Multivalent Prodrug Overcomes Camptothecin Resistance in Solid Tumors

By Will Boggs, MD

August 28, 2020

NEW YORK (Reuters Health) - Incorporating camptothecins into a multivalent, polymer-based prodrug can overcome resistance in high-risk solid tumors and reduce toxicities, researchers found in preclinical experiments.

"Delivery of currently available cancer therapeutics can be markedly improved by delivery as multivalent, macromolecular prodrugs, which can deliver 50-100 times as much drug to the tumor, and significantly less to the patient," Dr. Garrett M. Brodeur of Children's Hospital of Philadelphia told Reuters Health by email. "As a result, the drugs are much more effective and much less toxic than the way these agents are delivered currently."

Camptothecins are potent topoisomerase I inhibitors used to treat high-risk pediatric solid tumors, but intrinsic or acquired chemoresistance often limits their efficacy.

Dr. Brodeur and colleagues developed a multivalent, polymer-based prodrug of a pharmacologically enhanced camptothecin (SN22) with the aims of achieving sustained intratumoral drug levels, overcoming transporter-mediated drug efflux, and avoiding enzymatic inactivation, the key mechanisms driving intrinsic or acquired drug resistance.

They then tested the efficacy of the macromolecule, which incorporates four residues of SN22 linked to polyethylene glycol (PEG-SN22(4)), compared with free or liposomal irinotecan (CPT-11), another member of the camptothecin family, in experimental mouse models of neuroblastoma (NB), Ewing sarcoma (EWS) and rhabdomyosarcoma (RMS).

PEG-SN22(4) provided long-term remissions and cures in all animals with NB, and intratumoral levels of SN22 at 24 hours were more than 700 times higher than those of free CPT-11 and nearly seven times higher than those of liposomal CPT-11, the researchers report in Cancer Research.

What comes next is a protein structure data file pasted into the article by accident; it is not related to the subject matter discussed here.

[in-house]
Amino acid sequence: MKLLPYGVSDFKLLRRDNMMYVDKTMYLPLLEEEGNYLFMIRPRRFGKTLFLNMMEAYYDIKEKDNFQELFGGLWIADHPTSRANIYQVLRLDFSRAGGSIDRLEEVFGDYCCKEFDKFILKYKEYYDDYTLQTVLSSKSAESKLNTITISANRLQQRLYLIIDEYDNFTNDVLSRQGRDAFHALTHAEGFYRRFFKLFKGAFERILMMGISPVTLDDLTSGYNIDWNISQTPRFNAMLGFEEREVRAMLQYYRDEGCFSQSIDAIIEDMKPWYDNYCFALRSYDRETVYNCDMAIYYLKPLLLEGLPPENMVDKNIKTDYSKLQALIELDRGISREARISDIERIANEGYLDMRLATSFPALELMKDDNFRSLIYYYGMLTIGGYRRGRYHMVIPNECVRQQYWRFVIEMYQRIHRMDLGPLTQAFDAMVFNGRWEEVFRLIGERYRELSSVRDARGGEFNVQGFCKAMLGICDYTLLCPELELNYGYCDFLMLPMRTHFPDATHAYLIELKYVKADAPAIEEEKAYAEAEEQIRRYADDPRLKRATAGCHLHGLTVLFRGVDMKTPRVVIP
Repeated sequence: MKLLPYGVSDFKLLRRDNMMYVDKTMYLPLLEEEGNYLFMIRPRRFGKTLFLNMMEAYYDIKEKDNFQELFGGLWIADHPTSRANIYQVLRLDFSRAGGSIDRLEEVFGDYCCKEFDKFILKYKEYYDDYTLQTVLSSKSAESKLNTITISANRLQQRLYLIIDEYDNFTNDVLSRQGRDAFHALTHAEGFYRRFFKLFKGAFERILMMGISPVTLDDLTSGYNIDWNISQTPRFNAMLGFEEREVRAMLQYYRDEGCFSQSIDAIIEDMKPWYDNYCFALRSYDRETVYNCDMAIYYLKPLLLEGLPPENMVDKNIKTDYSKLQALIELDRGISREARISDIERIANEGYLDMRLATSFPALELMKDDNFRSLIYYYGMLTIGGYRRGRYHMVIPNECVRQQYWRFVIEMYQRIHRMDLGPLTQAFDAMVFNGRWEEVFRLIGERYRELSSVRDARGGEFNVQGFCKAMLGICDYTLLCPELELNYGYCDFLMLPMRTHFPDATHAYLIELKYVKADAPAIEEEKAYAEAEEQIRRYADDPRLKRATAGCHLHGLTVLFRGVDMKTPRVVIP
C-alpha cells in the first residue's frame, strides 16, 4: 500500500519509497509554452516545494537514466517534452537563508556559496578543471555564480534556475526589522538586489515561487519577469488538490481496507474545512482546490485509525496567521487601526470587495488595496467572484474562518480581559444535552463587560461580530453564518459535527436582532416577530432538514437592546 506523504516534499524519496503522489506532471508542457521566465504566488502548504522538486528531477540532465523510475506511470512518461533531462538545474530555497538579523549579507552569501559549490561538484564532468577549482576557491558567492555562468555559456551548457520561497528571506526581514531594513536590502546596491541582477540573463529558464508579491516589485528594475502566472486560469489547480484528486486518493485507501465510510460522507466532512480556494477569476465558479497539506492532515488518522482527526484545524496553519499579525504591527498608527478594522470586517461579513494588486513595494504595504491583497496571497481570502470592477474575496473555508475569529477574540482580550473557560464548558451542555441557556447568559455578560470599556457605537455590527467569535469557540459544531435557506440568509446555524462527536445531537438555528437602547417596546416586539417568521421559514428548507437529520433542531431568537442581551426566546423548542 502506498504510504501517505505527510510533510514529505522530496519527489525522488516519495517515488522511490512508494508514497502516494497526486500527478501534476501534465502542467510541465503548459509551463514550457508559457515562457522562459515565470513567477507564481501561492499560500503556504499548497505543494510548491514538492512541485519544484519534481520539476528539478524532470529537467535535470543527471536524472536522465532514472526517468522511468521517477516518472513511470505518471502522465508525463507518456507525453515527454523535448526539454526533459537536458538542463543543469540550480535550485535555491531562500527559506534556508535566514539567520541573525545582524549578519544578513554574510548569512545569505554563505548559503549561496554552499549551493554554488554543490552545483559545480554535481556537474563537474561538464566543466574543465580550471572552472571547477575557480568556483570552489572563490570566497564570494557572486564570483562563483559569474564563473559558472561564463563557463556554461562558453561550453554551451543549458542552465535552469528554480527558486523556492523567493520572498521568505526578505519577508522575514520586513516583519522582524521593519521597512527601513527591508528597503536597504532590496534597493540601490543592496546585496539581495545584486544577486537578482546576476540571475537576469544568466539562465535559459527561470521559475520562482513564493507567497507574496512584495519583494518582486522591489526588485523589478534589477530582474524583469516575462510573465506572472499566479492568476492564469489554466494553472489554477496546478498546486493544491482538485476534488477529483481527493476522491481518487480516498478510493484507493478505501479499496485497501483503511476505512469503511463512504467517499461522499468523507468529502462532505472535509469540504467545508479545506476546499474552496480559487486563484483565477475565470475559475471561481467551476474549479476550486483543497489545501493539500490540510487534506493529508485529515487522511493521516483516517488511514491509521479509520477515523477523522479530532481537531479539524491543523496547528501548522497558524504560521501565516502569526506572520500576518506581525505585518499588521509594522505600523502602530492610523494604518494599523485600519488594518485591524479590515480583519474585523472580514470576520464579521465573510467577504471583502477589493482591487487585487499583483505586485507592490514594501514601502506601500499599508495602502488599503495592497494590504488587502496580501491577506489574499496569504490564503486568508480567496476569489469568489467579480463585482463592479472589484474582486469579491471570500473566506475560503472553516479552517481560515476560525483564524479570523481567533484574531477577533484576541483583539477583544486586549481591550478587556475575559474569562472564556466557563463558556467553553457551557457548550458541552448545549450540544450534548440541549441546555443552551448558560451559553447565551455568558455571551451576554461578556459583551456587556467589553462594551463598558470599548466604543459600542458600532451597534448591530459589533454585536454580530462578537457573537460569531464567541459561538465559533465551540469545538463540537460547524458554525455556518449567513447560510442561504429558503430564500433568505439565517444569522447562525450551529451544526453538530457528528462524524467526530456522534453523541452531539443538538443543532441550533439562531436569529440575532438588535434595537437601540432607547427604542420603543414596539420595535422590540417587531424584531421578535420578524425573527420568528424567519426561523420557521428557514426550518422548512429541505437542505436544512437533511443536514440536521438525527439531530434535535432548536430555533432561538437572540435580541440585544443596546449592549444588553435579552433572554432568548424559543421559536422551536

"We found that the concentration of our drug actually increased over time, not decreased," Dr. Brodeur said. "This was because the drug was retained in the tumor for a protracted period because it could not be glucuronidated and eliminated, but free drug killed tumor cells and shrank the tumor, so the mass of the tumor decreased faster than the elimination of the drug."

Similarly, all EWS mice treated with PEG-SN22(4) had complete tumor regression with no palpable tumors after 180 days.

In the RMS xenograft model, complete regression was achieved with PEG-SN22(4), but slow tumor regrowth occurred in two out of 10 mice at around 150 days. The other eight mice remained tumor-free beyond 180 days.

In contrast, free CPT-11 did not significantly affect tumor progression in either EWS or RMS mice.

There were no significant hepatic or hematological toxicities with PEG-SN22(4).

"We think that enhanced drug delivery is an overlooked and underappreciated approach to deliver more effective and less toxic therapy to patients," Dr. Brodeur said. "However, other currently popular approaches are also very important, like targeted drugs (e.g., kinase or signaling inhibitors) or targeted immunotherapy (antibodies, CAR-T-cells, NK cells, etc.). The more modalities we have at our disposal, the more effective we will be in improving cure rates and reducing toxicity."

"We need to get Investigational New Drug (IND) approval from the (Food and Drug Administration), which will require additional preclinical testing, as well as the assessment of drug stability, biodistribution, and elimination in vivo, as well as purity, stability, and consistency in vitro when stored," he added. "We are working with PEEL Therapeutics, which is committed to developing this drug for clinical trials, and they will be responsible for much of this work."

SOURCE: https://bit.ly/32mKggM Cancer Research, online August 24, 2020.

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